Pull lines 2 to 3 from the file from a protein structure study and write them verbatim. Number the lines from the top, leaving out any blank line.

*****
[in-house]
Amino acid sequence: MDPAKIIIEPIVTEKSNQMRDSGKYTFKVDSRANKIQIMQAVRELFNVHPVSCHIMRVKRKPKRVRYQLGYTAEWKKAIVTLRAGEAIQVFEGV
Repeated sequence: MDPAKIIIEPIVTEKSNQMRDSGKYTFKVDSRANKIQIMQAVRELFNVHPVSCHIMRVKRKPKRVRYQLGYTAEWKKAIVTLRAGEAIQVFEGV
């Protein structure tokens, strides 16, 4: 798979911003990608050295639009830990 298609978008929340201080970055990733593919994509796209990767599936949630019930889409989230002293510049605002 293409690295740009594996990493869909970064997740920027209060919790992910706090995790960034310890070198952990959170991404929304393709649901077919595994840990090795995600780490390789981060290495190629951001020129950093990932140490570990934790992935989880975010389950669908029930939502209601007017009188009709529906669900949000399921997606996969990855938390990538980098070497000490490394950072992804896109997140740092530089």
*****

Amino acid sequence: MDPAKIIIEPIVTEKSNQMRDSGKYTFKVDSRANKIQIMQAVRELFNVHPVSCHIMRVKRKPKRVRYQLGYTAEWKKAIVTLRAGEAIQVFEGV
Repeated sequence: MDPAKIIIEPIVTEKSNQMRDSGKYTFKVDSRANKIQIMQAVRELFNVHPVSCHIMRVKRKPKRVRYQLGYTAEWKKAIVTLRAGEAIQVFEGV